http://www.nnscommunities.org/PROVIDENCE_FINAL.pdf.

87. National Network For Safe Communities. (October 8, 2010). Providence. Retrieved from
http://www.nnscommunities.org/PROVIDENCE_FINAL.pdf.

88. National Drug Courts Institute. (December 2010). Unpublished count. Retrieved from http://www.ndci.org/ndci-home/2010.

89. See R2P translating drug court research into practice webpage at http://research2practice.org/ for more information.

90. National Institute of Justice. (n.d.) Ongoing drug court research: NIJ’s Multisite Adult Drug Court Evaluation (MADCE). Retrieved from http://www.nij.gov/nij/topics/courts/drug-courts/madce.htm.

91. West, H. C., Sabol, W. J., &. Greenman, S. J. (2010). Prisoners in 2009. (NCI 231675). Washington, DC: U.S. Department of Justice, Office of Justice Programs, Bureau of Justice Statistics.

92. Messina, N., Burdon, W., Hagopian, G., & Prendergast, M. (2006). Predictors of prison-based treatment outcomes: A comparison of men and women participants. American Journal of Drug and Alcohol Abuse, 32(1),7-28.

93. Glaze, L. E., & Maruschak, L. M. (2010). Parents in prison and their minor children. Washington, DC: U.S. Department of Justice, Office of Justice Programs, Bureau of Justice Statistics.

94. Substance Abuse and Mental Health Services Administration. (2010). Results from the 2009 National Survey on Drug Use and Health: Summary of national findings. (Vol. 1).(Office of Applied Studies, NSDUH Series H-38A, HHS Publication No. SMA 10-4586 Findings). Rockville, MD All findings in the report are annual averages based on combined 2005 to 2008 data.

95. Committee includes the Departments of Health and Human Services, Labor, Justice, Education, Defense, Agriculture, State, and Housing and Urban Development.

96. Department of Defense. (2009). Survey of Health Related Behaviors Among Active Duty Military Personnel. Retrieved from http://www.tricare.mil/2008HealthBehaviors.pdf.

97. Department of Defense. (2009). Survey of Health Related Behavior Among Active Duty Military Personnel. Retrieved from http://www.tricare.mil/2008HealthBehaviors.pdf.

98. Dougherty, P. H. Statement of Peter H. Dougherty, Director, Homeless Veterans Programs; Office of Public and Intergovernmental Affairs; Department of Veterans Affairs; before the U.S. Senate; Committee on Banking, Housing, and Urban Affairs; Subcommittee on Housing, Transportation, and Community Development. Hearing, November 10, 2009. Retrieved from http://banking.senate.gov/public/index.
cfm?FuseAction=Files.View&FileStore_id=a74d5b9d-20b3-4fae-8cf4-3fde5819d779.

99. Substance Abuse and Mental Health Services Administration. (2010). Results from the 2009 National Survey on Drug Use and Health: Summary of national findings. (Vol. 1).(Office of Applied Studies, NSDUH Series H-38A, HHS Publication No. SMA 10-4586 Findings). Rockville, MD.

100. American Indians and Crime: A BJS Statistical Profile, 1992-2002, by Steven Perry, Dept of Justice, NCJ 203097, Dec 2004.

101. American Indians and Crime: A BJS Statistical Profile, 1992-2002, by Steven Perry, Dept of Justice, NCJ 203097, Dec 2004.

102. American Indians and Crime: A BJS Statistical Profile, 1992-2002, by Steven Perry, Dept of Justice, NCJ 203097, Dec 2004.

103. Substance Abuse and Mental Health Services Administration. (2010). Results from the 2009 National Survey on Drug Use and Health: Summary of national findings. (Vol. 1).(Office of Applied Studies, NSDUH Series H-38A, HHS Publication No. SMA 10-4586 Findings). Rockville, MD.

104. Hawken, A., & Kleiman, M. (2009). Managing drug involved probationers with swift and certain sanctions: Evaluating Hawaii’s HOPE. Retrieved from www.ncjrs.gov/pdffiles1/nij/grants/229023.pdf.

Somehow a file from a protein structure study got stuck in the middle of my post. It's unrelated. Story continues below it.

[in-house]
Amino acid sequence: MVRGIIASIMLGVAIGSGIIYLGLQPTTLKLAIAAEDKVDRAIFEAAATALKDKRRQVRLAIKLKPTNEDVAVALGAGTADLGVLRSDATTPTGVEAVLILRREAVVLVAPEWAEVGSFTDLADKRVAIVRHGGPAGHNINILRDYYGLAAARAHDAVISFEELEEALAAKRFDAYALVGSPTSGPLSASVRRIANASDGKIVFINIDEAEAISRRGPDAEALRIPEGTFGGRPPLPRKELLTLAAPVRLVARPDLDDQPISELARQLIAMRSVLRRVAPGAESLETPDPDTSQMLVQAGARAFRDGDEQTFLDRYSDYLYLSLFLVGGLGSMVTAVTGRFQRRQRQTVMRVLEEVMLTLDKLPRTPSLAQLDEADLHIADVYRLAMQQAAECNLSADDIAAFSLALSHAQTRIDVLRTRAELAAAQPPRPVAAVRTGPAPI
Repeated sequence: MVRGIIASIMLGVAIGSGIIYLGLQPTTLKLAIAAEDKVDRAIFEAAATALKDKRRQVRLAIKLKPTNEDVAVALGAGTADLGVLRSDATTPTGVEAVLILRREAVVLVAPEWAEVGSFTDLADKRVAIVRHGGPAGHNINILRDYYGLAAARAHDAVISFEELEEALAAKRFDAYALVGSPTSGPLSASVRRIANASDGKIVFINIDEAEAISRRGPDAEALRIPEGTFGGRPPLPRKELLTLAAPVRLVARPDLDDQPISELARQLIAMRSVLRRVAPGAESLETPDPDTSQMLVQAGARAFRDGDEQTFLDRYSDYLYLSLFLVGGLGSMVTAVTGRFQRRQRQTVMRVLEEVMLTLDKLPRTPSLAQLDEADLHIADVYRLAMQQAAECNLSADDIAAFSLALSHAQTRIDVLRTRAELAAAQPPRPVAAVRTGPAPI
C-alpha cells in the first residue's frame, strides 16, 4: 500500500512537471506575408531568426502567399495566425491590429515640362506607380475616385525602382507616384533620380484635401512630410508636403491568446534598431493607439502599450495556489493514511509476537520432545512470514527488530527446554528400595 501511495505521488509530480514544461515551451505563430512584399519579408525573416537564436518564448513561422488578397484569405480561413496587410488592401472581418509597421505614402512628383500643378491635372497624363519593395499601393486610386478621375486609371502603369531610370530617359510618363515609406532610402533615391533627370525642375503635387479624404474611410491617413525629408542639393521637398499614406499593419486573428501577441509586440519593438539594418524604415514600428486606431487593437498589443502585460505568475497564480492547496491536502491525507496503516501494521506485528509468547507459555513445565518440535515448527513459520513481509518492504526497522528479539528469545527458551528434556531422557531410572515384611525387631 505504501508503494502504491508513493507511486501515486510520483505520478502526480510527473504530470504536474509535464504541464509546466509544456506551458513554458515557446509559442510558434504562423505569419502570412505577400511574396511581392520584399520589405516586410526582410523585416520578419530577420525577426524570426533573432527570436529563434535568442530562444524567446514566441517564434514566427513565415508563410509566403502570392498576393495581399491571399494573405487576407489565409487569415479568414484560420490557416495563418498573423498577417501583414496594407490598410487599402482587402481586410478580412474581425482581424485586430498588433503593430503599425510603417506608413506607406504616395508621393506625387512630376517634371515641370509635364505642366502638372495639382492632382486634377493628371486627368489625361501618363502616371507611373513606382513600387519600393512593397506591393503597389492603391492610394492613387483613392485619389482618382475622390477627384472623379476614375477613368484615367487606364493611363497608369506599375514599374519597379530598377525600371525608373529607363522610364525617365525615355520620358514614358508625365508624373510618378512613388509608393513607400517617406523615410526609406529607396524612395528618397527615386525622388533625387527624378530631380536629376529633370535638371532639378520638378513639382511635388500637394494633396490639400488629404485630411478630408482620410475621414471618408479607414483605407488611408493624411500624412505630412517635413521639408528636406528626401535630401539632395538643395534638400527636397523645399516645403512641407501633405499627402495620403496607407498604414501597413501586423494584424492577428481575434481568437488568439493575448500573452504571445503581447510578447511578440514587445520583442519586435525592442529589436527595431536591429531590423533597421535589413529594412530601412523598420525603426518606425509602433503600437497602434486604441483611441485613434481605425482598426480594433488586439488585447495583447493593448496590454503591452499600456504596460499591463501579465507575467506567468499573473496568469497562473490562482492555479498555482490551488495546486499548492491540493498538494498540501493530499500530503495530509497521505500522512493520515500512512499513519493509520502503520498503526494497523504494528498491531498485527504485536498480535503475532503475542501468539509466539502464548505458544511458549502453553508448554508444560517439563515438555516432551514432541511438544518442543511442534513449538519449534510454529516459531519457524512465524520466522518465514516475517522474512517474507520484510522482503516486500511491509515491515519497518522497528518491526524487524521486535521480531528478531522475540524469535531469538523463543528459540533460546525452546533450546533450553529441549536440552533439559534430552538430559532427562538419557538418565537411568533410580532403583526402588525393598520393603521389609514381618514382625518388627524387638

105. Department of Justice, Bureau of Justice Statistics. (2011). Reentry Trends in the U.S. Retrieved from http://bjs.ojp.usdoj.gov/content/reentry/recidivism.cfm.

106. Pew Center on the States. (2007). Illinois. Retrieved from http://www.pewcenteronthestates.org/uploadedFiles/IL%20State%20Profile%202-22-07.pdf.

107. Event deconfliction ensures law enforcement agencies working in close proximity of each other are immediately notified when enforcement actions are planned in a manner that threatens effective coordination or that compromises enforcement operations. Notification of such conflicts enhances officer safety and promotes the coordination of operations in a multi-agency environment. Similarly, target deconfliction alerts
investigators when there is an investigatory cross-over by enforcement agencies. Notification of duplicate targets encourages investigators to share information and resources.

108. A six-million-square-mile area, including the Caribbean, Gulf of Mexico and Eastern Pacific. The path(s) used by drug traffickers to transport illicit drugs to their market. Geographically, these paths normally connect, but do not include, the source and arrival zones. (Source – National Interdiction Command and Control Plan – March 17, 2010, Glossary of Terms).

109. See NIJ’s Drugs and Crime Research: Arrestee Drug Abuse Monitoring Programs at
http://www.nij.gov/topics/drugs/markets/adam/#meetings.

110. Lacey, J. H., Kelley-Baker, T., Furr-Holden, D., Voas, R. B., Romano, E., Ramirez, A., …Berning, A. (2009). 2007 National roadside survey of alcohol and drug use by drivers: Drug results. (DOT HS 811 249). Washington, DC: National Highway Traffic Safety Administration.

111. National Center for Statistics and Analysis. (2010). Traffic safety facts: Drug involvement of fatally injured drivers. (DOT HS 811 415). Washington, DC: National Highway Traffic Safety Administration.

112. Visit NIJ’s webpage for more information at http://www.nij.gov/nij/topics/corrections/community/drug-offenders/hawaii-hope.htm.

113. Visit NIJ’s webpage for more information at http://www.nij.gov/nij/topics/corrections/community/drug-offenders/decide-your-time.htm.

Bar code
NCJ 234320
ONDCP National Drug Control Strategy 2011
*NCJ~234320*